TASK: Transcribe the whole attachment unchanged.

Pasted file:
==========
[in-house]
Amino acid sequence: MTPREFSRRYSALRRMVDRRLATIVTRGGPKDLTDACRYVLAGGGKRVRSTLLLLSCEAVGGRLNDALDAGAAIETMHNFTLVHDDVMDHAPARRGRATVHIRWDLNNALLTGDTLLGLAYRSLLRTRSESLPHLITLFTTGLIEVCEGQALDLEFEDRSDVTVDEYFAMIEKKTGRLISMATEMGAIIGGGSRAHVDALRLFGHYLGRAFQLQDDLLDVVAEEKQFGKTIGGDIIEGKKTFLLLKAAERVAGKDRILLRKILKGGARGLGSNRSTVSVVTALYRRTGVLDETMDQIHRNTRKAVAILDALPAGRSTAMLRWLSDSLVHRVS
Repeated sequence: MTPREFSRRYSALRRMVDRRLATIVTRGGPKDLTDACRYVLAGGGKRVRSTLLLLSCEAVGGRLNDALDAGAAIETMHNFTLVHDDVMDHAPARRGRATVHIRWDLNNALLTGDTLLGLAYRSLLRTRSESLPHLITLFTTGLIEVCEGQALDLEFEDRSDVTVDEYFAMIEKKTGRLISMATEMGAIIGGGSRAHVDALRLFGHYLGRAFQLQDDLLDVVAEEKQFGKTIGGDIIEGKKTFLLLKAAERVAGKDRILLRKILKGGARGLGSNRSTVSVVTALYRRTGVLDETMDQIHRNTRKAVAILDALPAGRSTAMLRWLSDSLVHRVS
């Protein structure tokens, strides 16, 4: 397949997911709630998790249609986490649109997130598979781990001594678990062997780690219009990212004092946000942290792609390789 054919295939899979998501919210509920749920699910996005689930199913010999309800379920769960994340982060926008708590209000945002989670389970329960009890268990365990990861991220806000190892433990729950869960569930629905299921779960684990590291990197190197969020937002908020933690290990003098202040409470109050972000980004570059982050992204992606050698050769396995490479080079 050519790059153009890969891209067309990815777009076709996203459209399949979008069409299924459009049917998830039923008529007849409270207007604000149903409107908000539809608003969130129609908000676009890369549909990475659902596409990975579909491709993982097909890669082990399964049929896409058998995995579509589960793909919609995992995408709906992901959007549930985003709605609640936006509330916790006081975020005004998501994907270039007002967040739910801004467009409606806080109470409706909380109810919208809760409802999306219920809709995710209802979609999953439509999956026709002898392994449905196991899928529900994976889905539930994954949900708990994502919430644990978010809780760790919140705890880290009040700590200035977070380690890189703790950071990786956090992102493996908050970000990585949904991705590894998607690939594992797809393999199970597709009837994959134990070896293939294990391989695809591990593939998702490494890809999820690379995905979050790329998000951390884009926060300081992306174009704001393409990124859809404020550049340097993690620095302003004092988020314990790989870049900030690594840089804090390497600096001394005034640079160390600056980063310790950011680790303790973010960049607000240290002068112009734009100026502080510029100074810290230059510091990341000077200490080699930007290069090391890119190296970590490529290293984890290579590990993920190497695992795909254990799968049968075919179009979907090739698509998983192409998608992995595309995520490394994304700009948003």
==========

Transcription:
[in-house]
Amino acid sequence: MTPREFSRRYSALRRMVDRRLATIVTRGGPKDLTDACRYVLAGGGKRVRSTLLLLSCEAVGGRLNDALDAGAAIETMHNFTLVHDDVMDHAPARRGRATVHIRWDLNNALLTGDTLLGLAYRSLLRTRSESLPHLITLFTTGLIEVCEGQALDLEFEDRSDVTVDEYFAMIEKKTGRLISMATEMGAIIGGGSRAHVDALRLFGHYLGRAFQLQDDLLDVVAEEKQFGKTIGGDIIEGKKTFLLLKAAERVAGKDRILLRKILKGGARGLGSNRSTVSVVTALYRRTGVLDETMDQIHRNTRKAVAILDALPAGRSTAMLRWLSDSLVHRVS
Repeated sequence: MTPREFSRRYSALRRMVDRRLATIVTRGGPKDLTDACRYVLAGGGKRVRSTLLLLSCEAVGGRLNDALDAGAAIETMHNFTLVHDDVMDHAPARRGRATVHIRWDLNNALLTGDTLLGLAYRSLLRTRSESLPHLITLFTTGLIEVCEGQALDLEFEDRSDVTVDEYFAMIEKKTGRLISMATEMGAIIGGGSRAHVDALRLFGHYLGRAFQLQDDLLDVVAEEKQFGKTIGGDIIEGKKTFLLLKAAERVAGKDRILLRKILKGGARGLGSNRSTVSVVTALYRRTGVLDETMDQIHRNTRKAVAILDALPAGRSTAMLRWLSDSLVHRVS
């Protein structure tokens, strides 16, 4: 397949997911709630998790249609986490649109997130598979781990001594678990062997780690219009990212004092946000942290792609390789 054919295939899979998501919210509920749920699910996005689930199913010999309800379920769960994340982060926008708590209000945002989670389970329960009890268990365990990861991220806000190892433990729950869960569930629905299921779960684990590291990197190197969020937002908020933690290990003098202040409470109050972000980004570059982050992204992606050698050769396995490479080079 050519790059153009890969891209067309990815777009076709996203459209399949979008069409299924459009049917998830039923008529007849409270207007604000149903409107908000539809608003969130129609908000676009890369549909990475659902596409990975579909491709993982097909890669082990399964049929896409058998995995579509589960793909919609995992995408709906992901959007549930985003709605609640936006509330916790006081975020005004998501994907270039007002967040739910801004467009409606806080109470409706909380109810919208809760409802999306219920809709995710209802979609999953439509999956026709002898392994449905196991899928529900994976889905539930994954949900708990994502919430644990978010809780760790919140705890880290009040700590200035977070380690890189703790950071990786956090992102493996908050970000990585949904991705590894998607690939594992797809393999199970597709009837994959134990070896293939294990391989695809591990593939998702490494890809999820690379995905979050790329998000951390884009926060300081992306174009704001393409990124859809404020550049340097993690620095302003004092988020314990790989870049900030690594840089804090390497600096001394005034640079160390600056980063310790950011680790303790973010960049607000240290002068112009734009100026502080510029100074810290230059510091990341000077200490080699930007290069090391890119190296970590490529290293984890290579590990993920190497695992795909254990799968049968075919179009979907090739698509998983192409998608992995595309995520490394994304700009948003």